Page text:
Now, did you hear what I was saying?
Clearly enough that you could, say, write it in dow the comments?
If so, you just experienced a phenomenon called The Cocktail Party Effect.
You can hear me while there's people talking right next to us or if there's a jazz band across the room.
This is because of selective attention - our ability to focus on one particular thing while tuning out our surroundings.
And it's the same effect that allows us to separate the vocals from the background music in a song This comes so naturally to us, but machines find these tasks extremely hard.
To a machine, a voice singing is just another track in a song that isn't easily discernible from the piano track or the violin track or the harmonica track.
So how do you train a machine to separate voices at a party or vocals from a song like people can?
Well, the answer lies in algorithms and lots of data.
Recently, researchers developed an algorithm that can identify the vocals in multiple songs.
And this is thanks to breakthroughs in machine learning - a method used in artificial intelligence to allow machines to learn by analysing data.
To do so, researchers used a deep neural network - these networks are software inspired by how our brain works.
They can learn using a method called deep learning, a kind of machine learning technique that works through a series of layers.
An input layer, an output layer and middle hidden layers.
These hidden layers are where the magic happens.
And to train an artificial neural network, you have to feed them a ton of data - just like us, the more they know, the better they can learn.
So researchers trained their neural network by giving it 50 songs.
They let the neural network try to separate the vocals and the non-vocal components (the other instruments), and compare its results with the correct answer - which is the particular song already separated into the different components.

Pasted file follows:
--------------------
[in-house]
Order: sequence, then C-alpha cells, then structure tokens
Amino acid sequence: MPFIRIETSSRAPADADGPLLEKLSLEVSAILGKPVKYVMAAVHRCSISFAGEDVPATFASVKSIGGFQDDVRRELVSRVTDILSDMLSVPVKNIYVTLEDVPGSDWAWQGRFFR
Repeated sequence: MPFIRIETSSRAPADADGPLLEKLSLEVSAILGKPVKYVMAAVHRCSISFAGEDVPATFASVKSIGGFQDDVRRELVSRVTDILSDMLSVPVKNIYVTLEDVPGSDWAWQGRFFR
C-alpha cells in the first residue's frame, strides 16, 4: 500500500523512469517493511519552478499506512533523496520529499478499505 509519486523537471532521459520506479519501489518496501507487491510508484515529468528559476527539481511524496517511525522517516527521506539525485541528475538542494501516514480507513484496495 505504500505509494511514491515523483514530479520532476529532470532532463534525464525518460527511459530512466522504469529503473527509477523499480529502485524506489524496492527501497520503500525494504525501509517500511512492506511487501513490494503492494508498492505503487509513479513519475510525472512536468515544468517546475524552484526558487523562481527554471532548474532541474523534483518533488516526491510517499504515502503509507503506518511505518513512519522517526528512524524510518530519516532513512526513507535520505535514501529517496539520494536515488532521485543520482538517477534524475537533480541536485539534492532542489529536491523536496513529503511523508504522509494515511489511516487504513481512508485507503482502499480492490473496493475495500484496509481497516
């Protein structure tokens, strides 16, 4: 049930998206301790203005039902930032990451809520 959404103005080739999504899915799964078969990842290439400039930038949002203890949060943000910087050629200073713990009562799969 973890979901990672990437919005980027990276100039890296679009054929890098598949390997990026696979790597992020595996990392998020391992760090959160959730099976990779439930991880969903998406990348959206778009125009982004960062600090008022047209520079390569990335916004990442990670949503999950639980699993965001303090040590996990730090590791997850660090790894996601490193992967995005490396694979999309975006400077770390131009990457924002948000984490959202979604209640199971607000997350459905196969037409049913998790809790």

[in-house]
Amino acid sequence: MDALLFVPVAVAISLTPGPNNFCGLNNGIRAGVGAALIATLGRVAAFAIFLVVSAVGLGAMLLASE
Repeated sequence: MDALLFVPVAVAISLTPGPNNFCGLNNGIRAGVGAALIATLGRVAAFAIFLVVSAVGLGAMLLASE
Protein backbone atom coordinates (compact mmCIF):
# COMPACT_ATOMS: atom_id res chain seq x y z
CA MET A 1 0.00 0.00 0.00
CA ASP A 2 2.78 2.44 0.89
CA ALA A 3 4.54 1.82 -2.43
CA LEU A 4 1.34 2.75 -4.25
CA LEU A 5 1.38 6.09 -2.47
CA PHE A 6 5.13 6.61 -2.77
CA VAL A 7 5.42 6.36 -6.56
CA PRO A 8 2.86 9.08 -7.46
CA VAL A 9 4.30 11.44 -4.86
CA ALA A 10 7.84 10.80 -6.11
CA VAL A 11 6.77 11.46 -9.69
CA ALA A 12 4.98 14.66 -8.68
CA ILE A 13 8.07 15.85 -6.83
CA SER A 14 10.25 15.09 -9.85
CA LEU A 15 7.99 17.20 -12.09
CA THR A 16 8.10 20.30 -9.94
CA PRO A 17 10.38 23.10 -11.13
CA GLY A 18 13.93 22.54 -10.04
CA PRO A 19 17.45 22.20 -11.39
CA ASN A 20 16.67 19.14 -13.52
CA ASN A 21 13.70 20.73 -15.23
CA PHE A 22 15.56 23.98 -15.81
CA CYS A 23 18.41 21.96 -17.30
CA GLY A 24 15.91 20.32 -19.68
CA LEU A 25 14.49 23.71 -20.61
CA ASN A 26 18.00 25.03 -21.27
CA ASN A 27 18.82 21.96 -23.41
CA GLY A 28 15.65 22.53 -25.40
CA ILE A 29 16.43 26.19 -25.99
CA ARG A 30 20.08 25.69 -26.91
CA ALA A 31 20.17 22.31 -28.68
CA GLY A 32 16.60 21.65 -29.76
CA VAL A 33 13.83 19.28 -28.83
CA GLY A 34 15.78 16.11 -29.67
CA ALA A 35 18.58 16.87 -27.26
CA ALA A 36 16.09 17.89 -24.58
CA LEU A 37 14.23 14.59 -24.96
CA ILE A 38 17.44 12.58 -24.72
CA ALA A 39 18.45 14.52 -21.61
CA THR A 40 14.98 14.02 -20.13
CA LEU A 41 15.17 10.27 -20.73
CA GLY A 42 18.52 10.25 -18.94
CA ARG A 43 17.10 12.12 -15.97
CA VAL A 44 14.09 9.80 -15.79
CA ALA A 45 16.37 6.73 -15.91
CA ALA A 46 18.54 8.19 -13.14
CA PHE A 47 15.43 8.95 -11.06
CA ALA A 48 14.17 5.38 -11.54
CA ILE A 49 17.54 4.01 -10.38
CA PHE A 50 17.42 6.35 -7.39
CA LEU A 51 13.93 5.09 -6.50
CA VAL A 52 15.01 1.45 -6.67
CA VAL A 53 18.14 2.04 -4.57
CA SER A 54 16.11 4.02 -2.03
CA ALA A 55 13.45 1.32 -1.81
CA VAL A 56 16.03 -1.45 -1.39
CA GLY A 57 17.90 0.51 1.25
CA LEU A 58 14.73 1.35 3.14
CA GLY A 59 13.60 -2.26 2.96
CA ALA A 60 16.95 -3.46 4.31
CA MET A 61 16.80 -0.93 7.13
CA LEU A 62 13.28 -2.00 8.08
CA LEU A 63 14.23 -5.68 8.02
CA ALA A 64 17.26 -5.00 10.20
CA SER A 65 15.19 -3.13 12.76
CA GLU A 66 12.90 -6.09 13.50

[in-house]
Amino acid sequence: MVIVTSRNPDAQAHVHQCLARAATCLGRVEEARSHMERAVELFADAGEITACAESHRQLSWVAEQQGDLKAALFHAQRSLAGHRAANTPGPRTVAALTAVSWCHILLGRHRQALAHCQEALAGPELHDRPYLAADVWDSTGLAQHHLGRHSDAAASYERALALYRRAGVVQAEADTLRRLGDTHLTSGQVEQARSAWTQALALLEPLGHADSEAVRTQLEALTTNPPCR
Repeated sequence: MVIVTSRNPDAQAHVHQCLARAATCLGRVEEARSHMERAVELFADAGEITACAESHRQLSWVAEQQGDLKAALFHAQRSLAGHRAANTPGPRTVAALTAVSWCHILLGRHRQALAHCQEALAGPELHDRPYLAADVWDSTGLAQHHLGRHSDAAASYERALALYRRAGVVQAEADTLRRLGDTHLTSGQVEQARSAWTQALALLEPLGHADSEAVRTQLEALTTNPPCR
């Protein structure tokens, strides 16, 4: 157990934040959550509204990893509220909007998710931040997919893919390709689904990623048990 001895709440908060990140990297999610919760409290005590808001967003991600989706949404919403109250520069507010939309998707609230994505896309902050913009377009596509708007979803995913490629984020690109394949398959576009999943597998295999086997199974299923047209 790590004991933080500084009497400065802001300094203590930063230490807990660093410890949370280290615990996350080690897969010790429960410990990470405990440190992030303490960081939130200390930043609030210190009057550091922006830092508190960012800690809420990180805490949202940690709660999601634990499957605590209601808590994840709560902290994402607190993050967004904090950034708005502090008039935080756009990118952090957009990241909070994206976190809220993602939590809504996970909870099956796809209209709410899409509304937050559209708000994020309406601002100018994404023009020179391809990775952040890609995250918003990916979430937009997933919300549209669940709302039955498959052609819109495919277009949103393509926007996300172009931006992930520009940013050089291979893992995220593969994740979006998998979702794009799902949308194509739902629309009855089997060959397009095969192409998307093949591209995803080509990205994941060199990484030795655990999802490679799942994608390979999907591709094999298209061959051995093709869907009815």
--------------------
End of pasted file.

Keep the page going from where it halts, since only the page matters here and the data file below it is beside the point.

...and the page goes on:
Every time the neural network gets closer to the correct result, it's rewarded.
So it improves with each run.
It was then tested with 13 new songs, and it correctly separated the vocals from the background music in each one.
It taught itself to tell the vocals apart from the other instruments.
What separates deep learning from previous types of machine learning is this layered structure, which is modelled specifically after the cortex, the wrinkly outer layer of the brain.
It's the part responsible for higher-order brain function like sensory perception, cognition, spatial reasoning and language.
Basically it's the part that makes you... different from a lizard.
It's made up of 6 layers, and different aspects of processing happen at each level.
For example, when you see an apple, the first layer might identify the color red, the second layer detects the round edges, and so on until finally the last layer puts it all together and says hey, that's an apple!
Deep learning software tries to imitate this hierarchical structure of neurons in the cortex.
The first few layers of a deep neural network learn to identify simple patterns, like single units sounds.
The next layers learn to recognize more complicated patterns, like words.
Eventually, the result is that extremely complicated patterns like the entire vocals of a song can be recognized and distinguished from the other instruments.
This layered process is at the heart of deep learning's success.
Starting with simple ideas and making them become a more and more like a generalized concept seems to capture something fundamental about intelligence.
Humans used to have a clear advantage in pattern recognition, but in 2015 a deep neural network beat a human at image recognition for the first time.
This means we're able to make better and more sophisticated machines that can master tasks we thought were unique to humans.
Machines are helping doctors make better diagnoses and robots are learning to cook by watching YouTube videos.
And when a robot can learn to cook by watching YouTube videos - that makes you question what it really means to be human